If your life goal is to become an attorney, then law school is already in your future plans. What you may not be aware of is the cost, so you should become familiar with the expenses associated with earning a law degree, as well as your options for paying those costs.
The average cost of tuition and other fees at private schools is just over $49,000 per year, and in-state public schools cost over $21,000 less. Since law school takes three years, the overall cost will be roughly between $85,000 and $150,000 added expense after you earn your four-year degree.
While that may seem like a staggering total, you most likely won't have that amount of debt upon law school graduation if you plan carefully and understand all your options. Scholarships, grants, and loans can cover much, if not all, of your tuition if you understand your options.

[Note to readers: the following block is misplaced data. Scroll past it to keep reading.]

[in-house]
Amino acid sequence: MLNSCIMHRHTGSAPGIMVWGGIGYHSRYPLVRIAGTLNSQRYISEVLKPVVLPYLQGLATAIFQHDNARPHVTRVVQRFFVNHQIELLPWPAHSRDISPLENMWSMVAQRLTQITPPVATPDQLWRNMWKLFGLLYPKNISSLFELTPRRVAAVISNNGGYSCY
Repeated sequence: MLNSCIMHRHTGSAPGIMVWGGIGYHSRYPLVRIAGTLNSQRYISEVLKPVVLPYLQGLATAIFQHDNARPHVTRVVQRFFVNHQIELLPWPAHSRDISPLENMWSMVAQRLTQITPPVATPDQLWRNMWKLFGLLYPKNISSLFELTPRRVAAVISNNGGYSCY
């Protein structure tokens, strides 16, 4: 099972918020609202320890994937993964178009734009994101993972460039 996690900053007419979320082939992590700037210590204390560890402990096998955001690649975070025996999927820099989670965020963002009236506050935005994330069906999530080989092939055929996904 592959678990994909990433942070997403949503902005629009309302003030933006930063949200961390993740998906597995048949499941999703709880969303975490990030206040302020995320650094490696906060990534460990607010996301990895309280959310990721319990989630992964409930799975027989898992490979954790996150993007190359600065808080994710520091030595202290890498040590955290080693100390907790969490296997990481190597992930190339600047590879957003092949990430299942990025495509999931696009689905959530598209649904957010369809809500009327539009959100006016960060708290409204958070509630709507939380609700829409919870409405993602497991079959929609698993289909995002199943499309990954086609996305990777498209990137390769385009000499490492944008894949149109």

Student Loans Center
What Are Law School Loans?
Law school loans are available for those who hold a bachelor’s degree, have taken the LSAT exam, and enroll in a law school program. This type of loan is offered both privately and federally and is designed to offset the costs of law school after the student has exhausted grant, scholarship, and other financial aid sources to pay for their tuition. The terms for law school loans differ depending on the source, so some may require minimum family incomes or other specific criteria to qualify for monies.
Each law school determines the type of financial aid they accept, so you should work closely with your prospective school to make sure you apply for the correct type of loans to pay for your tuition and other school expenses. That way you won’t apply for financing that is not accepted at your school of choice.